Posted in Contests, holidays, Judaism, Religion

The Beauty of Autumn

In memory of all those who perished 74 years ago today on Krystallnacht. When I reclaimed my soul’s birthright at age 18, I made sure to schedule my mikvah date for 9 November 1998, the 60th anniversary of Krystallnacht.

Today begins the Autumn’s Harvest Blog Hop, whose full rules and participants list you can view by clicking the above image. There are over 200 chances to win all sorts of prizes. Just comment on each participating blog with your e-mail for a chance to win:

1st Grand Prize: A Kindle Fire or Nook Tablet

2nd Grand Prize: A $50 Amazon or B&N Gift Card

3rd Grand Prize: A Swag Pack that contains 10+ paperbacks, ebooks, 50+ bookmarks, cover flats, magnets, pens, coffee cozies, and more!

I’ve been embroidering and cross-stitching for probably close to 25 years now, so I’d like to offer a customized embroidered boomark as my prize. My winner can choose what design and colors s/he wants (doesn’t have to be fall-related).

My favorite part of Autumn is all the back-to-back holidays. I go to a student center (which I attended as a community member long before belatedly returning to school), and here are some of the reasons I love their Rosh Hashanah services:

I’m not charged any money and I’m generally guaranteed a good seat on the women’s side. I don’t feel squashed in a gigantic fishbowl, among hordes of people who only come for the High Holy Days. And no one shakes us down for money in some High Holy Days appeal speech or pushes donation forms on us.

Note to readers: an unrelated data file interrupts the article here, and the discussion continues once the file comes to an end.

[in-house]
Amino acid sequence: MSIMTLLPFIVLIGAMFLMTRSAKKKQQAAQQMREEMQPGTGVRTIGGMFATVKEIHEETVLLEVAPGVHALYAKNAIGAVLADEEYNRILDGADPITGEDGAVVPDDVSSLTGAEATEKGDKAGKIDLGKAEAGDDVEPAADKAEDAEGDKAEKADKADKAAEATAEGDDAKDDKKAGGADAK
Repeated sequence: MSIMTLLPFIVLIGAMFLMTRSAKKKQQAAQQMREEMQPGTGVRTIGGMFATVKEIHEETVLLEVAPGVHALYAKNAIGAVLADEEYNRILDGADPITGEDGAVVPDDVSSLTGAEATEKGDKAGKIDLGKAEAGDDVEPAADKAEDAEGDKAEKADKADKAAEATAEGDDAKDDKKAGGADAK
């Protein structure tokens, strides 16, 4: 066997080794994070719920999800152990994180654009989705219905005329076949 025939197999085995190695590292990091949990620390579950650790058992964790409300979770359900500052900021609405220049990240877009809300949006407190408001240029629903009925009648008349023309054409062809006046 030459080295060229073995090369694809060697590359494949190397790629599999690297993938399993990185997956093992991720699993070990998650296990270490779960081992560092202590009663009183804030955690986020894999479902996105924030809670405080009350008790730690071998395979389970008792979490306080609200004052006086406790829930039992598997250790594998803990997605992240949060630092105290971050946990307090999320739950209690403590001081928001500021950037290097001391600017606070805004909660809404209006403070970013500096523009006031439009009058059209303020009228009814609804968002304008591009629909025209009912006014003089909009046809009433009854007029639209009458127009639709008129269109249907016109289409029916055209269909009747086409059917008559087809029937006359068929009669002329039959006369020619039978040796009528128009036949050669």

Eating exotic fruits like starfruit, dragon fruit, durian fruit, lychee, and pomegranate. It’s a tradition on the second night to eat a fruit you haven’t eaten in the past year, so you can still say the Shechehiyanu blessing, thanking Hashem for granting you life and sustaining you till this day.

The Haftarah reading (selection from the Prophets) of the first day. It’s one of my favorite Bible stories, Chana (Hannah) praying from her soul for a child, and being rewarded with the Prophet Samuel. I got the first part of my Hebrew name from this story. I didn’t choose Chana as my leading name solely because it happens to be my legal name in Hebrew. And of course, someday I’m going to name my firstborn son Samuel after my namesake’s son.

Hearing the shofar being blown. Maybe it’s because I’ve always been so spiritually-attuned, but every year when I hear that haunting, mournful sound, it’s like I can feel the heavens literally opening up and judgment opening up.

U’Netanah Tokef, a haunting, pivotal prayer which is also part of the Yom Kippur liturgy. You’ve probably heard of the middle paragraph, “Who shall live and who shall die, who by fire and who by water….”

Going to a neighbor’s awesome backyard fish pond for tashlich, the symbolic casting-off of sins by throwing breadcrumbs (or in our case, fish food) into a natural body of water. He’s got koi and a couple of other types of fish in his pond, which is a labor of love.

Thrice a year, on the two days of Rosh Hashanah and Yom Kippur, the Aleynu prayer falls in the middle of the Amidah (long standing middle prayer of the service) instead of at the end. During these three days, it’s a custom to bow all the way to the ground instead of just bending at the knees and waist and lowering the head. (The Muslims got the custom from us.) I seem to be the only one in the women’s section who does it, but I love Hashem so much, and the chance to be that close to him/her.